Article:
The era of democratically elected school boards running Detroit’s schools officially returned tonight with the swearing in of the seven new board members chosen by voters in November.
“I do solemnly swear,” the board members said as they raised their right hands for the oath. “That I will support the Constitution of the United States and the Constitution of this state and that I will faithfully discharge the duties of the office of Member of the Board of Education of the Detroit Public Schools Community District, according to the best of my ability.”
Judge Cynthia Diane Stephens, a Michigan Court of Appeals and Court of Claims judge who administered the oath wished the board well. “And with that you are imbued with the awesome responsibility of the children of the city of Detroit,” she told them.
As of 5:57 p.m., the board formally took control of the 48,659-student, 97-school district.
The board meeting that followed, which drew roughly 250 community members to the Cass Tech auditorium, was largely civil, punctuated by a few comments and cracks from the audience — a far tamer scene than the raucous community meetings that were typical during the years when the district was run by state-appointed emergency managers.
There was some new board confusion — including a contract to run district warehouses that members voted down before acknowledging that they weren’t really sure what the consequences of the “no” vote would be.
Community members and reporters complained that the meeting’s agenda had not been posted and copies of the superintendent’s presentation were not distributed to the audience. (District officials say they’ll eventually be posted online.)
There was some controversy over the board’s announcement that it was hiring search firms to choose a permanent superintendent and to recruit new teachers.
And there were some interesting insights offered about the state of the district. Among the highlights:
The board elected its officers
The new school board president is Iris Taylor, the retired former CEO of Detroit Receiving Hospital. Angelique Peterson-Mayberry, the director of community relations at UAW-Ford will be Vice President. Community activist Misha Stallworth, who develops arts and cultural programs for the elderly, will be secretary. And Sonya Mays, a former Wall Street financial manager who now runs a nonprofit community development organization, will be the board’s treasurer.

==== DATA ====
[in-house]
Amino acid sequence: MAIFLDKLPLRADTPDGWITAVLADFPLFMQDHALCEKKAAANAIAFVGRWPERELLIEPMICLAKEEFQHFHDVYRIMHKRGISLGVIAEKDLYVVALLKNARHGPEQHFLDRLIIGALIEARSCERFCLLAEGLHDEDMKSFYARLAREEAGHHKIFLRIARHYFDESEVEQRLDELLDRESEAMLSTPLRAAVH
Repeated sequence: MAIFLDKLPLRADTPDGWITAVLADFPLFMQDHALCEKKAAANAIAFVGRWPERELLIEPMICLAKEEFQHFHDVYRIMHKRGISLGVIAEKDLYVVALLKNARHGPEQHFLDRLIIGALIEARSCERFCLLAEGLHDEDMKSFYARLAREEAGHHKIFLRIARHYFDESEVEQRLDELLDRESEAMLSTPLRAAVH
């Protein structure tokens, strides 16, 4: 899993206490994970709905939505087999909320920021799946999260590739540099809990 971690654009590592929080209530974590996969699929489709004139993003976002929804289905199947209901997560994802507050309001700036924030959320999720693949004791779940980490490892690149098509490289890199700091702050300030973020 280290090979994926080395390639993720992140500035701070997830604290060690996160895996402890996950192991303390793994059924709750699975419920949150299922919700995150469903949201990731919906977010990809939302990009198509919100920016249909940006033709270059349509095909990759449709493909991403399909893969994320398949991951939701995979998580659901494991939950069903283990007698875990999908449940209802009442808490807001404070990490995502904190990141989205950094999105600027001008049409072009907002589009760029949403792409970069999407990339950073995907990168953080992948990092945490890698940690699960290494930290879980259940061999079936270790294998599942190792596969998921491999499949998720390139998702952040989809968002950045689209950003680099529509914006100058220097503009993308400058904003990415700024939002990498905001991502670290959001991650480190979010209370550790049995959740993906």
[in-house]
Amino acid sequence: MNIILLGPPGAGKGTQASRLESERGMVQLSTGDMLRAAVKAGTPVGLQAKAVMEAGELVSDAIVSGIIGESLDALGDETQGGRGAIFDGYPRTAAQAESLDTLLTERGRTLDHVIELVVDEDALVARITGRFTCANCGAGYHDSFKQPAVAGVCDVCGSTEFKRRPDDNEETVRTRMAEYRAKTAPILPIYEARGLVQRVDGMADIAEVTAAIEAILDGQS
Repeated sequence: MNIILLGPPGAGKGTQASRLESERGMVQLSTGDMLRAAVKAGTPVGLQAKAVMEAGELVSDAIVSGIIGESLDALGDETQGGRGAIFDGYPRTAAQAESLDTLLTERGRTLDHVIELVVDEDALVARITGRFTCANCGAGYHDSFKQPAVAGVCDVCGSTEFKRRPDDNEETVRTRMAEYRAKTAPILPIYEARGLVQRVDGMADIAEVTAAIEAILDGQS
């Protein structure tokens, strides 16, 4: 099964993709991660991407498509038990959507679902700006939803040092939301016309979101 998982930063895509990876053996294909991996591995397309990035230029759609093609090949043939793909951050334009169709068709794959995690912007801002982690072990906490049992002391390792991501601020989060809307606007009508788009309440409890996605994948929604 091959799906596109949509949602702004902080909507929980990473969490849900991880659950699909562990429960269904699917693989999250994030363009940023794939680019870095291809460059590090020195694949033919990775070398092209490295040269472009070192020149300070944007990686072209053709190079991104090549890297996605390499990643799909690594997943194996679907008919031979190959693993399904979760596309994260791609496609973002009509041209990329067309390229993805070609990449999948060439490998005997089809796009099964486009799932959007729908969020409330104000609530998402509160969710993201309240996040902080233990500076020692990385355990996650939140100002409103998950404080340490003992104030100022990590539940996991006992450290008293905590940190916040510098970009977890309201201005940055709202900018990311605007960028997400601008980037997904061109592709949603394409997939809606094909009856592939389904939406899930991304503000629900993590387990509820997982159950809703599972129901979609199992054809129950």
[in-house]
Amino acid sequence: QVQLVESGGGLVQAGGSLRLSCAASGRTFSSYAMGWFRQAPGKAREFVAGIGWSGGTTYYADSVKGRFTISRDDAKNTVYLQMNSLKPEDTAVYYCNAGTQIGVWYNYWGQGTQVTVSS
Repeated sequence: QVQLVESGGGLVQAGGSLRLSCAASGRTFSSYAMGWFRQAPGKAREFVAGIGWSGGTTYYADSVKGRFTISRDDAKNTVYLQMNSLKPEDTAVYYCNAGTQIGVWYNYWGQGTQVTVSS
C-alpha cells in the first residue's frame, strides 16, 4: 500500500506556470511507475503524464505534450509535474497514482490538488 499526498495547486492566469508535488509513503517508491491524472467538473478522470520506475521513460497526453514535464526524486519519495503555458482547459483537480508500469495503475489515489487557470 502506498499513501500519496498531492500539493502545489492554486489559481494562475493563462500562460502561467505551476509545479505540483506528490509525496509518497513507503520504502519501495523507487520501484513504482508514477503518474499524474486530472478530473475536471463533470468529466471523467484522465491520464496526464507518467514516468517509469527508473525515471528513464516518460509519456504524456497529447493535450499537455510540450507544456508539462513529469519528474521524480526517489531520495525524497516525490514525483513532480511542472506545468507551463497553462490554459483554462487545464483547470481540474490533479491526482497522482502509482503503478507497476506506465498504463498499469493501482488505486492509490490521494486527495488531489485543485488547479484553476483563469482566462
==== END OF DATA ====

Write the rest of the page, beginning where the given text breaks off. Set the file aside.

The board will hire two search firms
Taylor, the new board president, said the board selected the search firms by inviting talent search companies to apply for the job. Four firms applied, Taylor said. The board met with three of them and is moving forward with Ray & Associates Inc., which specializes in educational executive leadership searches, to help choose a superintendent candidate. A second firm, T.J. Adams & Associates, will be brought on to recruit teachers. The board did not put a price tag on the contracts but, after the meeting, Taylor said the fee for Ray & Associates would be roughly the “midpoint” of the superintendent’s salary. “We are seeking partners in the community to help fund that so that it doesn’t have to come out of operations,” she said.
Interim Superintendent Alycia Meriweather says she wants the permanent gig
“I definitely am putting my hand up,” she told reporters during a break in the meeting. “I have truly loved this city and this district my whole life and I’ve truly enjoyed what I’ve been able to do since [being named interim superintendent in] March so absolutely.”
The teacher shortage is a serious problem.
Meriweather told the board that 163 substitute teachers are currently filling the district’s 264 teacher vacancies but that 97 teaching jobs are completely empty. “That means … the staff in that building is being stretched out immensely by their preps being taken and other challenges which makes a very challenging cycle because my prep gets taken, I get tired, I take off. Now my colleague has to cover my class and students are not having regular instruction so this has to be addressed. This has to be a priority.”
Another serious problem is chronic absenteeism
A stunning 48 percent of the district’s students — 23,468 of them — miss two or more days of school a month, Meriweather said. At one school, she said, 95 percent of students are chronically absent. Meriweather did not name the school and a district spokeswoman declined to identify that school saying the district was working with the school to improve attendance. “The scary thing about that is when you miss two or more days a month, research shows you are less likely to graduate,” she said.
The district is in the black
Finance officials say they expect the district to end the year with a $48 million surplus.
The board was not given a heads up that the district plans to close a school
Taylor told reporters after the meeting that Transition Manager Steven Rhodes, who ran the district until December 31, made a deal in December to close Durfee elementary school and lease the building to a small business incubator but that the board didn’t learn about it until January. “We’re in the process of vetting that,” Taylor said. Asked how she felt about Rhodes’ decision, she said: “Let’s just say that there are all kinds of challenges that you’ve got to respond to.”